Radakovich elected to leadership of newly rebranded A.D. association


WASHINGTON, D.C. – Clemson Director of Athletics Dan Radakovich has been elected Second Vice Chair of the newly rebranded LEAD1, formerly the D1A Athletic Directors’ Association. Radkovich, who serves as a member of the College Football Playoff Selection Committee, will serve as Vice Chair when Mark Hollis of Michigan State takes over the chairmanship in July, 2017 and succeed Hollis in July of 2019.

The D1A Athletic Directors’ Association recently concluded its annual meeting in Dallas, where the organization concluded a year-long process to redefine the role the Association intends to play in shaping the future of collegiate athletics. The redefinition includes a rebranding with the new name, LEAD1, and a new mission statement.

LEAD1’s mission statement is, “Supporting the athletic directors of America’s leading intercollegiate programs in preparing today’s students to be tomorrow’s leaders.”

Radakovich, named Clemson’s athletic director in December 2013, has continuously led the Tiger athletic department to high achievements both on the field and in the classroom while developing significant upgrades in finance and facilities. Since his arrival, the department has received approvals for $176 million in facility improvements and increased spending on direct student-athlete development programs including nutrition, mental health and professional development by $2.4 million. His department has increased overall revenue from $69 million in fiscal year 2014 to a budgeted $99.7 million in FY17.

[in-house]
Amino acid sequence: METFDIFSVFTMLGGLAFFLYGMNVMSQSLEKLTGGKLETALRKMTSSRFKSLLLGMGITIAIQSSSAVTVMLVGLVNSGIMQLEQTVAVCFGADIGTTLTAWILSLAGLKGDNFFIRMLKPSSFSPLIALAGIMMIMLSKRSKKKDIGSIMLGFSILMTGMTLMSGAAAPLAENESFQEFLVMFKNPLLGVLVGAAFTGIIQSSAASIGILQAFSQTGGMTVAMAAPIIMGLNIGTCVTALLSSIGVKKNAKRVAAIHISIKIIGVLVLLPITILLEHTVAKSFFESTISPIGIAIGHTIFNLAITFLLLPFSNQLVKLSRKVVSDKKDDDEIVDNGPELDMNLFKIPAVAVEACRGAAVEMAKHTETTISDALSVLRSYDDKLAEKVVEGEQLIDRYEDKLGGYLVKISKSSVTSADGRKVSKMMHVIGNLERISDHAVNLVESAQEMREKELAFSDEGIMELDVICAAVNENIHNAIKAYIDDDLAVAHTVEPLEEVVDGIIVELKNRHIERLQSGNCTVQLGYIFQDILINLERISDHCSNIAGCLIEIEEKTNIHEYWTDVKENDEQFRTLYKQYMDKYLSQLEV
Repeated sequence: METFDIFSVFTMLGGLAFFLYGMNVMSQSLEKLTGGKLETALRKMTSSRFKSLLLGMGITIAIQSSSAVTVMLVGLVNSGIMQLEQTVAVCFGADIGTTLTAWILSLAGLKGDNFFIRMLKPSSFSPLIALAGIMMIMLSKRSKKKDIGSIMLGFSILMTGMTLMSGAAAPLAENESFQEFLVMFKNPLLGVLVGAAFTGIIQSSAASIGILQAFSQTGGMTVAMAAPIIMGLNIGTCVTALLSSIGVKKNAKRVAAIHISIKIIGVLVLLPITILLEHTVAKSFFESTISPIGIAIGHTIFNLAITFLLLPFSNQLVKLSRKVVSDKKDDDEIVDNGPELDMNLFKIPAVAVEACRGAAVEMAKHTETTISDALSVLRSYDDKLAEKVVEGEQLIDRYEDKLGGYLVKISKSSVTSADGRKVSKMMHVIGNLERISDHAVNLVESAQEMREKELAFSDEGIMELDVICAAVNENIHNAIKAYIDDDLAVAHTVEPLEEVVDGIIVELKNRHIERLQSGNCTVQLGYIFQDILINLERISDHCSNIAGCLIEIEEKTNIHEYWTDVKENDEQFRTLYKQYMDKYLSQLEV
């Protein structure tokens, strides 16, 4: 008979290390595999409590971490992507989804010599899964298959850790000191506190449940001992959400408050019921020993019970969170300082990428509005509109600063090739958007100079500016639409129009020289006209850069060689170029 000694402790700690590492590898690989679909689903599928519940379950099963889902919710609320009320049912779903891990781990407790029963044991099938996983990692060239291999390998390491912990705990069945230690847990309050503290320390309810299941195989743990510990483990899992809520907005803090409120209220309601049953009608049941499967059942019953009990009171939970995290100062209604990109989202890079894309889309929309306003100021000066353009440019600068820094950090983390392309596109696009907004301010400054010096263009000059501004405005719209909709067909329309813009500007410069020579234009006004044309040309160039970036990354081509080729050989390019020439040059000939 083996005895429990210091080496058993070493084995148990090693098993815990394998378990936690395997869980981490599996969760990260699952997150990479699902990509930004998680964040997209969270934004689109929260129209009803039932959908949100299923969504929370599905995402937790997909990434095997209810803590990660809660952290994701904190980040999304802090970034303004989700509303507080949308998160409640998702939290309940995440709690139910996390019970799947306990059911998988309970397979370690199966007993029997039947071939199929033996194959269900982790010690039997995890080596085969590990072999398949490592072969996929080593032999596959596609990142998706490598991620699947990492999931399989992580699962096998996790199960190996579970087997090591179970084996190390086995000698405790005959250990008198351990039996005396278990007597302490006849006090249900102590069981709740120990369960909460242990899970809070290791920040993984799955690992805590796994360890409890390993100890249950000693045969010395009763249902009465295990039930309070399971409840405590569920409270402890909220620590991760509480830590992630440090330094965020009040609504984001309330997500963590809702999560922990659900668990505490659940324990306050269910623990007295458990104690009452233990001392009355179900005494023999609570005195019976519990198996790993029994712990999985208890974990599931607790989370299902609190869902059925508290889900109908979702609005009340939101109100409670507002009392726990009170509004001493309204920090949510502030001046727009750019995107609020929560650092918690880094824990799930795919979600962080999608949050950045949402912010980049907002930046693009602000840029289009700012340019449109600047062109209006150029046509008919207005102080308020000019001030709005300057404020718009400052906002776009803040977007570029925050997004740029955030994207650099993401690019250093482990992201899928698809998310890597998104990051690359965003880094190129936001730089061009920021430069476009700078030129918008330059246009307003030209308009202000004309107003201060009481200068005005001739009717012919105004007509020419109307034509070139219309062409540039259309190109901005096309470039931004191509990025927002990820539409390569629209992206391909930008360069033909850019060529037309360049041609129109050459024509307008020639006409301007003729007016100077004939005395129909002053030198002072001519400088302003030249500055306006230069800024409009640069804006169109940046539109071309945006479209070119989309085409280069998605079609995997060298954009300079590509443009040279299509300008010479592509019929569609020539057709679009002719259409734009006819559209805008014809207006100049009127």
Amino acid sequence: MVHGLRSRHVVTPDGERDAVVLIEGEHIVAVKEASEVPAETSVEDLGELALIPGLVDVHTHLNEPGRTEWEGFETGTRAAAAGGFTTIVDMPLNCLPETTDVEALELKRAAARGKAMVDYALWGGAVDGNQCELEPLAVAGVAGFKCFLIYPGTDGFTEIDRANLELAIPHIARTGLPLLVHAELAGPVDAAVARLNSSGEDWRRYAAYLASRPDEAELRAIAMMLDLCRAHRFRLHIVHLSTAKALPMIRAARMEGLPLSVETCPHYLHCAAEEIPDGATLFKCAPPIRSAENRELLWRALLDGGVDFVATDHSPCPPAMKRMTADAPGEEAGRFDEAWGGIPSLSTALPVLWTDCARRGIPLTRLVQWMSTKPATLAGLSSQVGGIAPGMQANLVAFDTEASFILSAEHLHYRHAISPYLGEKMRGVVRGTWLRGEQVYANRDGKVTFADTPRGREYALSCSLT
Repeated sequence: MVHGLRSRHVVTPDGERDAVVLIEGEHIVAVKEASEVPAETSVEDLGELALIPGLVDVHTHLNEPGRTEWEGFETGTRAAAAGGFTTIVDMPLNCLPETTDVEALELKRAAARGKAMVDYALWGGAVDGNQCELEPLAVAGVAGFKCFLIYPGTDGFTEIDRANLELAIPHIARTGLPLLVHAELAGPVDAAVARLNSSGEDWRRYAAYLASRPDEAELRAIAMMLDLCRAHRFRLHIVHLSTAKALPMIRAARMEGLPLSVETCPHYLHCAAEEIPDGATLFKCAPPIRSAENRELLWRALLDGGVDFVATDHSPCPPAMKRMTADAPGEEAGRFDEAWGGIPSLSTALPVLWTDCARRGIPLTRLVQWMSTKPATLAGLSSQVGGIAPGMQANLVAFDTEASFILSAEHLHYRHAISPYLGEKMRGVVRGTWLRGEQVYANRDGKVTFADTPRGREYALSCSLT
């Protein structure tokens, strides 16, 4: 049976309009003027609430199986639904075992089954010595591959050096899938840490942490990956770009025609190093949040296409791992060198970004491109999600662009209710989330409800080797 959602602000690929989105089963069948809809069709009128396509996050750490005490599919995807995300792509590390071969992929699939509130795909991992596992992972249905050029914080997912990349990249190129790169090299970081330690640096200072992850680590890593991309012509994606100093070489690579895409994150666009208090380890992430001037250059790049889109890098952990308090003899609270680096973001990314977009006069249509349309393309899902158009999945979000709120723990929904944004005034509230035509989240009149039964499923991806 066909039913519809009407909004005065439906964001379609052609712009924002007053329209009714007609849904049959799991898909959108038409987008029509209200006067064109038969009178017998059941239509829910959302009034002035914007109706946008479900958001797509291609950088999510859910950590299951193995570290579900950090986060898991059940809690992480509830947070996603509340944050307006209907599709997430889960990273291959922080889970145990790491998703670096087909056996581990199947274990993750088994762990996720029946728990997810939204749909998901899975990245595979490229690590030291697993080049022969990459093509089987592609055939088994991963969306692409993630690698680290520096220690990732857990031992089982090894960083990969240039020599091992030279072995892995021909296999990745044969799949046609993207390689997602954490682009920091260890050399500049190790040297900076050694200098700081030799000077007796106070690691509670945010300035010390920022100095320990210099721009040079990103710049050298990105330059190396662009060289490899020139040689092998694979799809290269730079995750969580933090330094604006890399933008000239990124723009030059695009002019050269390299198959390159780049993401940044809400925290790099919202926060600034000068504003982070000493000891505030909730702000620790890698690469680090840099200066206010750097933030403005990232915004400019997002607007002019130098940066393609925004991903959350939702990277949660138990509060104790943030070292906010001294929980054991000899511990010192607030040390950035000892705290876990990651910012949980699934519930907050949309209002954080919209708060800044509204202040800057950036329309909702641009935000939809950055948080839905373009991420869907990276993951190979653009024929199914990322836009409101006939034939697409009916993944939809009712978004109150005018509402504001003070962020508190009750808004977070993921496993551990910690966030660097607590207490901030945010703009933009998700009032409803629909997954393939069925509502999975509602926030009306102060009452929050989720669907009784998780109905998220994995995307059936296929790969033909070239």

In 2015-16, with berths in the national championship games in both football and men’s soccer and ACC championships in men’s golf and baseball, the Tigers recorded their highest finish in the Learfield Director’s Cup in a decade. In the classroom, 78 student-athletes earned degrees and, while competing for national titles, both football and men’s soccer recorded record GPAs. Clemson’s Graduation Success Rate and Academic Progress Rate continue to be among the nation’s best as football, men’s basketball and women’s golf were recognized among the top 10 percent nationally in APR, with football earning the distinction for the sixth-consecutive year.


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